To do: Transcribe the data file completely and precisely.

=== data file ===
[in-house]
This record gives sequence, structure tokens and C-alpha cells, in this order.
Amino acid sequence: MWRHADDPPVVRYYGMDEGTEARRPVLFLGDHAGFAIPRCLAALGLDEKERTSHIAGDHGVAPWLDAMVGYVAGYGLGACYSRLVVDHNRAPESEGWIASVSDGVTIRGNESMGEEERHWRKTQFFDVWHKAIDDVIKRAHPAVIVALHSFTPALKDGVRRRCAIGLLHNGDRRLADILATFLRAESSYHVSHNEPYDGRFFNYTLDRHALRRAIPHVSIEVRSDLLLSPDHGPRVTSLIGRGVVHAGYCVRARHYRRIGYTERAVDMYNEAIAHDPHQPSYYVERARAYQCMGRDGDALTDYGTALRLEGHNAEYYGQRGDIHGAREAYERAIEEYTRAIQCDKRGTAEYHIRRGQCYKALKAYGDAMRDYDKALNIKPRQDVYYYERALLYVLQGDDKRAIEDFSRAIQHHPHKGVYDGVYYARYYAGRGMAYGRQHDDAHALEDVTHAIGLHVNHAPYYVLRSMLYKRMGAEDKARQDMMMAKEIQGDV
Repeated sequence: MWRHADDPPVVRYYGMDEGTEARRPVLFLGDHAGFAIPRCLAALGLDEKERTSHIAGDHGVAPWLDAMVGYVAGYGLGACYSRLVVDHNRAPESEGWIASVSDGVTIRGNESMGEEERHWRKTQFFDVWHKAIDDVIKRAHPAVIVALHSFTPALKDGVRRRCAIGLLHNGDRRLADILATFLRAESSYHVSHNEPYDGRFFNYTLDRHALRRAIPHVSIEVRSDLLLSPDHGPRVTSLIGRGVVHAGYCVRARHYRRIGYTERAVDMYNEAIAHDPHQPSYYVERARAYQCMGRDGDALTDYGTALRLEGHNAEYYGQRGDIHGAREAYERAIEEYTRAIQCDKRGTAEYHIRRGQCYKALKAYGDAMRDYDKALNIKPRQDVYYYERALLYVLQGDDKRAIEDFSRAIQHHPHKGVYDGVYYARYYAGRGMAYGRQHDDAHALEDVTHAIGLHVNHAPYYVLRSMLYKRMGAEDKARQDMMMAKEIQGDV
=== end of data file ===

[in-house]
This record gives sequence, structure tokens and C-alpha cells, in this order.
Amino acid sequence: MWRHADDPPVVRYYGMDEGTEARRPVLFLGDHAGFAIPRCLAALGLDEKERTSHIAGDHGVAPWLDAMVGYVAGYGLGACYSRLVVDHNRAPESEGWIASVSDGVTIRGNESMGEEERHWRKTQFFDVWHKAIDDVIKRAHPAVIVALHSFTPALKDGVRRRCAIGLLHNGDRRLADILATFLRAESSYHVSHNEPYDGRFFNYTLDRHALRRAIPHVSIEVRSDLLLSPDHGPRVTSLIGRGVVHAGYCVRARHYRRIGYTERAVDMYNEAIAHDPHQPSYYVERARAYQCMGRDGDALTDYGTALRLEGHNAEYYGQRGDIHGAREAYERAIEEYTRAIQCDKRGTAEYHIRRGQCYKALKAYGDAMRDYDKALNIKPRQDVYYYERALLYVLQGDDKRAIEDFSRAIQHHPHKGVYDGVYYARYYAGRGMAYGRQHDDAHALEDVTHAIGLHVNHAPYYVLRSMLYKRMGAEDKARQDMMMAKEIQGDV
Repeated sequence: MWRHADDPPVVRYYGMDEGTEARRPVLFLGDHAGFAIPRCLAALGLDEKERTSHIAGDHGVAPWLDAMVGYVAGYGLGACYSRLVVDHNRAPESEGWIASVSDGVTIRGNESMGEEERHWRKTQFFDVWHKAIDDVIKRAHPAVIVALHSFTPALKDGVRRRCAIGLLHNGDRRLADILATFLRAESSYHVSHNEPYDGRFFNYTLDRHALRRAIPHVSIEVRSDLLLSPDHGPRVTSLIGRGVVHAGYCVRARHYRRIGYTERAVDMYNEAIAHDPHQPSYYVERARAYQCMGRDGDALTDYGTALRLEGHNAEYYGQRGDIHGAREAYERAIEEYTRAIQCDKRGTAEYHIRRGQCYKALKAYGDAMRDYDKALNIKPRQDVYYYERALLYVLQGDDKRAIEDFSRAIQHHPHKGVYDGVYYARYYAGRGMAYGRQHDDAHALEDVTHAIGLHVNHAPYYVLRSMLYKRMGAEDKARQDMMMAKEIQGDV